Let’s just agree for one last time that all this happiness business in the wake of the “Paradox of Women’s Declining Happiness” study has a very unhappy subtext: Blame the victim.
The victim being us.
You’re not happy? The horror! There must be something wrong with you. Blame yourself! Blame feminism! Blame your choices! Whatever you do, don’t assume it’s the rational response to life itself.
It’s all enough to make you, well, you know…
So let’s just admit once and for all, shall we, that this emperor has forgotten his pants. It’s nonsense. Every bit of it. And much of the silliness derives from the way happiness has come to be defined in all the media blowback. It’s either perfection, as in the universe is all in its place, which is somewhat akin to what one of our sources dubs “Pottery Barn Psychosis”.
Or alternately, happiness equals braindead. As in when life happens, you deal with it by slapping a smile on your face (Or an apron around your waist. Be patient — I’ll get there later) and telling yourself that everything is just peachy.
Ugh and then again, ugh.
In either case, you’re most likely miserable. So are we all. Because either kind of happiness is one impossible measure. Yet, measure up (or buck up) is what we are told to do. Which means that not only are we not, um, happy, but we don’t get cracking on fixing the stuff that might need fixing.
Which was why Rebecca Traster’s piece in Salon aptly entitled “Screw Happiness” made me, you guessed it, happy. She not only makes the point that so-called happiness is not the human condition, but more importantly: embracing the unhappiness that is often part of daily life is what propels us forward. Done.
She starts off the essay by wondering why the waiter at a New Orleans restaurant asked her and her fiance if everything was perfect — and wonders about the expectation that it should be. She goes on to note that women especially bear the brunt of the smiley face — America’s obsession with perfection and happiness:
When it comes to social science and economics, women lately seem especially prone to having the contentment thermometer thrust at them, and their temperature always seems to register at “dissatisfied.” A study by University of Pennsylvania economists Betsey Stevenson and Justin Wolfers, as well as one by Princeton economist Alan Krueger, have shown a decline in female happiness in the years since the second wave, a trend that has been cheerily used as proof of exactly how unhappy increased social, sexual, professional and economic liberation has made American women. Even those who dare make claim to general life satisfaction are told not to get too comfortable; as Marcus Buckingham, the author of “Find Your Strongest Life: What the Happiest and Most Successful Women Do Differently” gloomily warned any aberrantly chipper chicks in a piece last year, “as women get older they get sadder.”
But really, how could they not, given the aggressive messages about happiness and how they must achieve it, and unhappiness and how they must avoid it that are foisted on them from every direction, making them feel like failures if they are not warbling and grinning their way through life?
Love it. Later, Traister tackles perfection’s alter-ego: all the scolds that tell women that whatever they choose, they would be happier if they had chosen something else (sound familiar?). Find a mate! Stay single! Have kids! No, don’t! Focus on your career! But not too much! Traister, about to marry the man she loves, is caught in all the mixed messages and calls them out for what they are:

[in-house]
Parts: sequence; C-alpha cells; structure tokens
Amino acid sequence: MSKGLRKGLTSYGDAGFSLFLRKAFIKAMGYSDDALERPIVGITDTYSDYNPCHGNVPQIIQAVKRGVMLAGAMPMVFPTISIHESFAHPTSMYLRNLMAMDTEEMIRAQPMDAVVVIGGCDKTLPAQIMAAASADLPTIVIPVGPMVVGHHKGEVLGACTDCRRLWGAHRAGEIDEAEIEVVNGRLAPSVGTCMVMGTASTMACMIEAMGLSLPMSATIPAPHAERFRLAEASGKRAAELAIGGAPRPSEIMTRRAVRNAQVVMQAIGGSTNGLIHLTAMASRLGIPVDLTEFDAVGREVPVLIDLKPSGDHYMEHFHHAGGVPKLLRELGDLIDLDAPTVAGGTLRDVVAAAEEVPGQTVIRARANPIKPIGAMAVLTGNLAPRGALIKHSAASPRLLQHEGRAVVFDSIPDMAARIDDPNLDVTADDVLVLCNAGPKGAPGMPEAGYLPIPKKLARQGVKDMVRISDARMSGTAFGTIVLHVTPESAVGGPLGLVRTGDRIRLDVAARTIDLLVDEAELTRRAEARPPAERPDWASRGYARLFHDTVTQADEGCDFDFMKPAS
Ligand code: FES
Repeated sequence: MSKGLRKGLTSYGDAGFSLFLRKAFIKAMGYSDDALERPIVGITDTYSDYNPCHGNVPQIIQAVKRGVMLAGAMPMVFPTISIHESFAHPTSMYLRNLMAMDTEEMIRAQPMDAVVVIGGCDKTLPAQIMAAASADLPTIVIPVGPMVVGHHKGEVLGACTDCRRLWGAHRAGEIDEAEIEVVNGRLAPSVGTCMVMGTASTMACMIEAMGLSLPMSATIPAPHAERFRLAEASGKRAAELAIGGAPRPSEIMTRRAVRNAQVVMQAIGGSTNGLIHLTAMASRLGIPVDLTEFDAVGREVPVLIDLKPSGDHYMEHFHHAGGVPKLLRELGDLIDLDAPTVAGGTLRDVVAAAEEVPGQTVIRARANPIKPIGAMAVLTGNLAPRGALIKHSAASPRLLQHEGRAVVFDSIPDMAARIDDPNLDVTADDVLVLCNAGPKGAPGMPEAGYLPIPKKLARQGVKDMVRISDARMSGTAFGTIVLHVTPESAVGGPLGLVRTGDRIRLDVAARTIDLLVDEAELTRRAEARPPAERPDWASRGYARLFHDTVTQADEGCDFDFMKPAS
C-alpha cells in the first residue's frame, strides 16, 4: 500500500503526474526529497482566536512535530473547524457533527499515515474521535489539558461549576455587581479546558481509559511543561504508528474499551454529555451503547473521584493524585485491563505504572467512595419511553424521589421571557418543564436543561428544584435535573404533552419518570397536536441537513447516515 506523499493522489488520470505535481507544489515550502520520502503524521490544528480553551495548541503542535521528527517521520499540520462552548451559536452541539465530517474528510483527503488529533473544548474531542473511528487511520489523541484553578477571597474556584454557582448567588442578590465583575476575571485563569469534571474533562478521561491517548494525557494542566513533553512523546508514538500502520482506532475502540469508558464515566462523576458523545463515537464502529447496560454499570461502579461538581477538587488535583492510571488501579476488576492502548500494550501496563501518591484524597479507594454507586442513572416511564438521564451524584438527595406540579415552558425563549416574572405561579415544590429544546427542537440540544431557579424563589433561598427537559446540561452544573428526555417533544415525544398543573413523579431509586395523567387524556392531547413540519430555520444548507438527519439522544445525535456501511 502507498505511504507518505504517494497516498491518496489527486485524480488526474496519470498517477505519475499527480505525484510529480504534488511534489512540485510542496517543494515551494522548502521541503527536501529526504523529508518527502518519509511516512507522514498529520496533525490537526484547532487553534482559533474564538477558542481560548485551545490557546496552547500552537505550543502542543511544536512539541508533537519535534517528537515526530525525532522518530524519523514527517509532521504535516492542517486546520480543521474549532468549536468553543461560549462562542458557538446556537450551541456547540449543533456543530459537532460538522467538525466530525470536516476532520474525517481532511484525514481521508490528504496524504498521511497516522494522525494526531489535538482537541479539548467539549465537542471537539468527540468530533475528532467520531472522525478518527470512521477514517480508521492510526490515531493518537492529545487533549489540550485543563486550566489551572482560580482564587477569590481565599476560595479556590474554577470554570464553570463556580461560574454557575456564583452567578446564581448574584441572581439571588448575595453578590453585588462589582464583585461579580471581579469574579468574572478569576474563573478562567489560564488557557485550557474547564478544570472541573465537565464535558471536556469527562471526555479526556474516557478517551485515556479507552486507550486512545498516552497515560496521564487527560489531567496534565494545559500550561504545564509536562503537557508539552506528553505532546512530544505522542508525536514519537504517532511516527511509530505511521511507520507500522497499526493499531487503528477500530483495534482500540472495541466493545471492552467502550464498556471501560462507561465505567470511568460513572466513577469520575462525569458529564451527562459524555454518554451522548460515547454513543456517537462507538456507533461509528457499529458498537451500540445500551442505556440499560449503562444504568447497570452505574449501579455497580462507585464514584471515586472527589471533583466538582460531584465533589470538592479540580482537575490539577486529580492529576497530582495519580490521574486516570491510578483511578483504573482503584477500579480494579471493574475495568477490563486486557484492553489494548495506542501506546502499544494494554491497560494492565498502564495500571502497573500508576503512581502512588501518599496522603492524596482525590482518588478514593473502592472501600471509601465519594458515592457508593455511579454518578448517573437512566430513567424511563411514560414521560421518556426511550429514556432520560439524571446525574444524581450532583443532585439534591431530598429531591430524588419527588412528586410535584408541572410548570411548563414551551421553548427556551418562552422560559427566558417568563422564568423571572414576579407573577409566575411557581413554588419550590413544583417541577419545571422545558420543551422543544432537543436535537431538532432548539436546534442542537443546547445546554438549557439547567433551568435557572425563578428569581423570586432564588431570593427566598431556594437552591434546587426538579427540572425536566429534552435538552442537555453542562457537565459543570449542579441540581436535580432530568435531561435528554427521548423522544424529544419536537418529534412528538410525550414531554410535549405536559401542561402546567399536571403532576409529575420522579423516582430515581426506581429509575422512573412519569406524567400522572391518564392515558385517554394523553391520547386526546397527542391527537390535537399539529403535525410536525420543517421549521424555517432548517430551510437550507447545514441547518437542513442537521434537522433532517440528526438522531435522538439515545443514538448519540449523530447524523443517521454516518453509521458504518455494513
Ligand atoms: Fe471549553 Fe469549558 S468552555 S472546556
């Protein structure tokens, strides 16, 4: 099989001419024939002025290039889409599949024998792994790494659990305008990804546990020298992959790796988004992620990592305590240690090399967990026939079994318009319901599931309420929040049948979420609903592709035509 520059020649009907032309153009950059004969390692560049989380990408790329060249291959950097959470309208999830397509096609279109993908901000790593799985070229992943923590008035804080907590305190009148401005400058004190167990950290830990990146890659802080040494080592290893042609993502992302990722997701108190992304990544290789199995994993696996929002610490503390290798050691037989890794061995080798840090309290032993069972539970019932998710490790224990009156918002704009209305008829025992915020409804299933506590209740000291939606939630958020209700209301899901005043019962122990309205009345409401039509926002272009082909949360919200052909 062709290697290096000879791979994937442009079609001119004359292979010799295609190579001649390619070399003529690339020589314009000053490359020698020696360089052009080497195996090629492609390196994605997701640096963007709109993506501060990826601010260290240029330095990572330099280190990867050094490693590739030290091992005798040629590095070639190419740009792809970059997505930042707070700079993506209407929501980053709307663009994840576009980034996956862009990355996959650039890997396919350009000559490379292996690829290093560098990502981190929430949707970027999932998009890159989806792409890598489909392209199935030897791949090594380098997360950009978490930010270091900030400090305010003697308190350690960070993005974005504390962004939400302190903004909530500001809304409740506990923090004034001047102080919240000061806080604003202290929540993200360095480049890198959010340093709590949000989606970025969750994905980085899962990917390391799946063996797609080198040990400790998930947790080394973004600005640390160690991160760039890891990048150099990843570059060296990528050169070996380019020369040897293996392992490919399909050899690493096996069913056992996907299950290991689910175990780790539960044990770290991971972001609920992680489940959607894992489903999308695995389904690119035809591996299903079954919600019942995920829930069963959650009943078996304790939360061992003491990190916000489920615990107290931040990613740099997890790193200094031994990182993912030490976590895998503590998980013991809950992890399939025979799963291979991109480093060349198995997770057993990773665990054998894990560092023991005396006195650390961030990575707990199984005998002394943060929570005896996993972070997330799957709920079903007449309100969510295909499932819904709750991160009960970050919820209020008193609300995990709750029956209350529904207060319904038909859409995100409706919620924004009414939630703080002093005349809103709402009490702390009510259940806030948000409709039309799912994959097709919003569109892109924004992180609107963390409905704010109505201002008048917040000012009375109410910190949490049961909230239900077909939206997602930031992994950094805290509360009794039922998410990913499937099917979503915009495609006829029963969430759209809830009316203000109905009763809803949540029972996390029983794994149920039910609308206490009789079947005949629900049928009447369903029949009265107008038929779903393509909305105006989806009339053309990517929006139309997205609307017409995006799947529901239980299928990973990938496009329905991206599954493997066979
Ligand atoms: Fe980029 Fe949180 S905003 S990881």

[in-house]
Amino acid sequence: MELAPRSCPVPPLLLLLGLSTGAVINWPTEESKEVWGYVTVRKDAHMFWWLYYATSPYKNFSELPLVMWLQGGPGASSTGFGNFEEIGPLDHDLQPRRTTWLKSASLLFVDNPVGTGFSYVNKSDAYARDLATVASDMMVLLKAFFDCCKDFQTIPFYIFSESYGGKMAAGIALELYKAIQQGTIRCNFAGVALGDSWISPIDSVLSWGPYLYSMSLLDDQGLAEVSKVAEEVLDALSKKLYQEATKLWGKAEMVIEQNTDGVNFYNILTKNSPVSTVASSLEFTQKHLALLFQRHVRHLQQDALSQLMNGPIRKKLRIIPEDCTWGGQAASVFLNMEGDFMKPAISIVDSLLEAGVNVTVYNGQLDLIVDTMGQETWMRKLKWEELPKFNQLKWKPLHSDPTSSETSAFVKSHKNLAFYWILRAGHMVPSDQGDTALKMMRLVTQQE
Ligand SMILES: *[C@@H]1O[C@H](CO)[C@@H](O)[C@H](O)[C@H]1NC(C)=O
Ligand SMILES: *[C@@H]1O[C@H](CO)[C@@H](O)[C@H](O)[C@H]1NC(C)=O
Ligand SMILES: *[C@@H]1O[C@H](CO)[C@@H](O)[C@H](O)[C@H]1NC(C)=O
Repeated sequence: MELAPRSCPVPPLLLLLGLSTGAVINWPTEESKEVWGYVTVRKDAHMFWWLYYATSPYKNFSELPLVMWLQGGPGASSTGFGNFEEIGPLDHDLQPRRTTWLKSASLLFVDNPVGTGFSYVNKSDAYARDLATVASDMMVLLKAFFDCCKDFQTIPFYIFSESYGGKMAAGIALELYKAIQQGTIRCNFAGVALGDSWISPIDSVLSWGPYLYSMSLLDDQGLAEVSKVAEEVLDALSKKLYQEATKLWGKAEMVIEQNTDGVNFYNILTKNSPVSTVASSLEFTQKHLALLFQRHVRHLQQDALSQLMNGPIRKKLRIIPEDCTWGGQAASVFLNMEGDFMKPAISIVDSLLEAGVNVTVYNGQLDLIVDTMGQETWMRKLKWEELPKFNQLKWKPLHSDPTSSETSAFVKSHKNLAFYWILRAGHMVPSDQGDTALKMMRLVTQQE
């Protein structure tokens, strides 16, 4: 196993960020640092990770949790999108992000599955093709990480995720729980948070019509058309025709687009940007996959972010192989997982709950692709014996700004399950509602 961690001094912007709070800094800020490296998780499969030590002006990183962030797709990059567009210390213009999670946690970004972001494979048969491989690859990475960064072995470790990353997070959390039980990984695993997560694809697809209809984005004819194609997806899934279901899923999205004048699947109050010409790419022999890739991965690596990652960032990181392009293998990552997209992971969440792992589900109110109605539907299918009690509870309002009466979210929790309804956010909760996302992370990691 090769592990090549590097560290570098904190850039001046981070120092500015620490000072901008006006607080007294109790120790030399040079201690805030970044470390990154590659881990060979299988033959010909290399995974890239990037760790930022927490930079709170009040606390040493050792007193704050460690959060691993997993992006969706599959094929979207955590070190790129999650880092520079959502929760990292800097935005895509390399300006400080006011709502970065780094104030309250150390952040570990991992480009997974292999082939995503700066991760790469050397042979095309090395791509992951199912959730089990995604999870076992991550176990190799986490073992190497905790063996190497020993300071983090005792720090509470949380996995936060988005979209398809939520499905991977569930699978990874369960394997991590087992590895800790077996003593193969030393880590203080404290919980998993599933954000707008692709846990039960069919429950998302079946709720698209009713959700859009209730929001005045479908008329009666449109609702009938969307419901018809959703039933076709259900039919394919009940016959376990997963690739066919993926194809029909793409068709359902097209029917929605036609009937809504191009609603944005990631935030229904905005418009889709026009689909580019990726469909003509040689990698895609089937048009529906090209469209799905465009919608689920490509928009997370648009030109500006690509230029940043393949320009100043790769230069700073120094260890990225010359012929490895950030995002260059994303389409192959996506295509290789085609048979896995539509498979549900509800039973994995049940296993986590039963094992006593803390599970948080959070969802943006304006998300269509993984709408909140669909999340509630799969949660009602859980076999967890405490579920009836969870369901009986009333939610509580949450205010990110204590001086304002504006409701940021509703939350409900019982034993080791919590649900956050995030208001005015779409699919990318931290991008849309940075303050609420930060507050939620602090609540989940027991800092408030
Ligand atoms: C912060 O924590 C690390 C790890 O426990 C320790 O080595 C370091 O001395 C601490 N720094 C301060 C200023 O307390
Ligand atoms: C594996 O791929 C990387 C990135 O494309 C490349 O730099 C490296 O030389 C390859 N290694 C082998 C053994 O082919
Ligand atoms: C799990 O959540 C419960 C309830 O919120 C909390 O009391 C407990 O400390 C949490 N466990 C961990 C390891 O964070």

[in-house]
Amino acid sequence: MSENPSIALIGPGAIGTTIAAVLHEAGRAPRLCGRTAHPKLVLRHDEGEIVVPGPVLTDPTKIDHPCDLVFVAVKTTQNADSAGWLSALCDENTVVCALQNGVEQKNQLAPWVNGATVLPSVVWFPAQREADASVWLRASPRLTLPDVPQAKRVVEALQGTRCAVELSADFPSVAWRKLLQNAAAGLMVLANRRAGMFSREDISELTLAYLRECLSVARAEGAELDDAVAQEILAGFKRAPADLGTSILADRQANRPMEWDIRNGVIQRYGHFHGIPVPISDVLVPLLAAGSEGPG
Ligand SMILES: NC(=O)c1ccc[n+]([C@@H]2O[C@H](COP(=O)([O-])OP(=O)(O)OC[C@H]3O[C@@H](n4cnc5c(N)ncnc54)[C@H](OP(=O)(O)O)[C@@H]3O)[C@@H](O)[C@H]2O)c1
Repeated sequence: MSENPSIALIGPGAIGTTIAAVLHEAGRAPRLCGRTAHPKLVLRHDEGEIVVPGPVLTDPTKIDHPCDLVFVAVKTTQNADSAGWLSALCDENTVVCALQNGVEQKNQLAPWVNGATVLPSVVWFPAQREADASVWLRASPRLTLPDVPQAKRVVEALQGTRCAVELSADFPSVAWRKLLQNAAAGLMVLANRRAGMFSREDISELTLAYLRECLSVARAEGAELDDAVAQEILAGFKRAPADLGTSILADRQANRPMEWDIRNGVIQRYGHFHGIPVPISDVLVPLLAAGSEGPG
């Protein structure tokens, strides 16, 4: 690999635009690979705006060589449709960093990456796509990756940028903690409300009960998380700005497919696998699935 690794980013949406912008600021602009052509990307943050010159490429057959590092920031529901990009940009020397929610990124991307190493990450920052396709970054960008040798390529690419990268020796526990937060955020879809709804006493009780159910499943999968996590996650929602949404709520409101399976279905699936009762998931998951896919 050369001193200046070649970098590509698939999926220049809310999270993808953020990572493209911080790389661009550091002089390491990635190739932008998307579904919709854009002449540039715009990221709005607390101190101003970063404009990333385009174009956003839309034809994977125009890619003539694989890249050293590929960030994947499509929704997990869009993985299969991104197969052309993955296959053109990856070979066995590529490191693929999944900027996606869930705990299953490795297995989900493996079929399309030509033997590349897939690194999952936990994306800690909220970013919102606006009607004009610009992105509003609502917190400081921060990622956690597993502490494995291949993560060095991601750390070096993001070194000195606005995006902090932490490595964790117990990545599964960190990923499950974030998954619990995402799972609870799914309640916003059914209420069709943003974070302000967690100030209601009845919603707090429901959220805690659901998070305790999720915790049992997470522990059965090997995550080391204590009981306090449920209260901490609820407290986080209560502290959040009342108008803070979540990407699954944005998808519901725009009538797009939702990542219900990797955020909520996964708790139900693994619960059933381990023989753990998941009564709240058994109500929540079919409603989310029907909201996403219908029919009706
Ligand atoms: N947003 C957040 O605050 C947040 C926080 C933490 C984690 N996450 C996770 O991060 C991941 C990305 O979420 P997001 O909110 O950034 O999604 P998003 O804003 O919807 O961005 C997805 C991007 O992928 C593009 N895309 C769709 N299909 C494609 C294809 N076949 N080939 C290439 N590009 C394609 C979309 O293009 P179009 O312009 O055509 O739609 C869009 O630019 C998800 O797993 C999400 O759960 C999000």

The irony is that all the behaviors that provoke the head shaking — seeking love, concentrating on career and economic independence, having children, not having children, continuing to work after motherhood — are the very things we choose to do in pursuit of satisfaction for ourselves, not to mention to support ourselves. Stop doing those spoiled things that bring you fulfillment or you’ll never find fulfillment!
You know what I think? It’s all bullshit. Not just the trend stories and the self-help stuff, but the laser focus on happiness itself. I say this as someone who has grown steadily happier as I’ve aged, but I think I would have said it even more emphatically earlier in my life: I’m just not sure that “happiness” is supposed to be the stable human condition, and I think it’s punishing that we’re constantly being pushed to achieve it.
Some of the avenues open in the 21st century bring women joy, some bring its opposite; often they just mean more hours worked, fewer hours slept, new sets of fears and anxieties alongside new opportunities for accomplishment, pleasure and pride — in other words, the range of feeling and experience that comprise a typical day, a week, a year, a life. It is this daily, varied reality that makes me wish we could stop using happiness, or perfection, as the yardstick by which we evaluate our lives, and that we could stop gravely shaking our heads at every instance that a woman fails to measure up.
Which leads us, strangely, to aprons. According to the LA Times, expensive ones are the latest must-haves among SoCal “apronistas.” Their term, not mine. In the story, Cynthia Wadell, founder of Heavenly Hostess, which sells upscale aprons, says that this symbol of 1950’s womanhood is “now an empowering icon for the abundance of choices in a woman’s life.”
I’m not so sure. I can’t help thinking that the apron strings are all tied up to this happiness stuff. We’re constantly being told that it’s our choices that make us unhappy. Which makes me wonder. If we buy that stuff — which, for the record, I do not — is this cultish return to June Cleaver’s favorite accessory a reactionary wish to go back to the time when we had none?